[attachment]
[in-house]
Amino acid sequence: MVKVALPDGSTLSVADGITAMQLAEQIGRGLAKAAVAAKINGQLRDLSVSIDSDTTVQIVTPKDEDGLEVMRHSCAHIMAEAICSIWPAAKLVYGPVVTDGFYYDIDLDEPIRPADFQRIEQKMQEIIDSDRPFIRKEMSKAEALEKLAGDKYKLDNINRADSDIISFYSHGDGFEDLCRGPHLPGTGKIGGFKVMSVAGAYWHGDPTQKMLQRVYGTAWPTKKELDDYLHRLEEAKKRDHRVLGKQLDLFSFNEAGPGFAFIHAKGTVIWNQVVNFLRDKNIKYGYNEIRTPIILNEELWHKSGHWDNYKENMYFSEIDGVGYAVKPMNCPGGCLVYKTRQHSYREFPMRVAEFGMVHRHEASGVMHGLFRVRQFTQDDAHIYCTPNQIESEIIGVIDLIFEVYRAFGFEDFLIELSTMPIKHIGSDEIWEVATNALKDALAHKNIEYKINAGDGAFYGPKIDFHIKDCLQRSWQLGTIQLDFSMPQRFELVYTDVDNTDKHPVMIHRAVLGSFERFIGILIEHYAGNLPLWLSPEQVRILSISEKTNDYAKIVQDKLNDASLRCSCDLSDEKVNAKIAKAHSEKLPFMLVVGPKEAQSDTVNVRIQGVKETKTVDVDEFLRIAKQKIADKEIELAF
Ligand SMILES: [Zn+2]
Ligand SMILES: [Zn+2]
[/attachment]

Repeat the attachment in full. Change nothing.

[in-house]
Amino acid sequence: MVKVALPDGSTLSVADGITAMQLAEQIGRGLAKAAVAAKINGQLRDLSVSIDSDTTVQIVTPKDEDGLEVMRHSCAHIMAEAICSIWPAAKLVYGPVVTDGFYYDIDLDEPIRPADFQRIEQKMQEIIDSDRPFIRKEMSKAEALEKLAGDKYKLDNINRADSDIISFYSHGDGFEDLCRGPHLPGTGKIGGFKVMSVAGAYWHGDPTQKMLQRVYGTAWPTKKELDDYLHRLEEAKKRDHRVLGKQLDLFSFNEAGPGFAFIHAKGTVIWNQVVNFLRDKNIKYGYNEIRTPIILNEELWHKSGHWDNYKENMYFSEIDGVGYAVKPMNCPGGCLVYKTRQHSYREFPMRVAEFGMVHRHEASGVMHGLFRVRQFTQDDAHIYCTPNQIESEIIGVIDLIFEVYRAFGFEDFLIELSTMPIKHIGSDEIWEVATNALKDALAHKNIEYKINAGDGAFYGPKIDFHIKDCLQRSWQLGTIQLDFSMPQRFELVYTDVDNTDKHPVMIHRAVLGSFERFIGILIEHYAGNLPLWLSPEQVRILSISEKTNDYAKIVQDKLNDASLRCSCDLSDEKVNAKIAKAHSEKLPFMLVVGPKEAQSDTVNVRIQGVKETKTVDVDEFLRIAKQKIADKEIELAF
Ligand SMILES: [Zn+2]
Ligand SMILES: [Zn+2]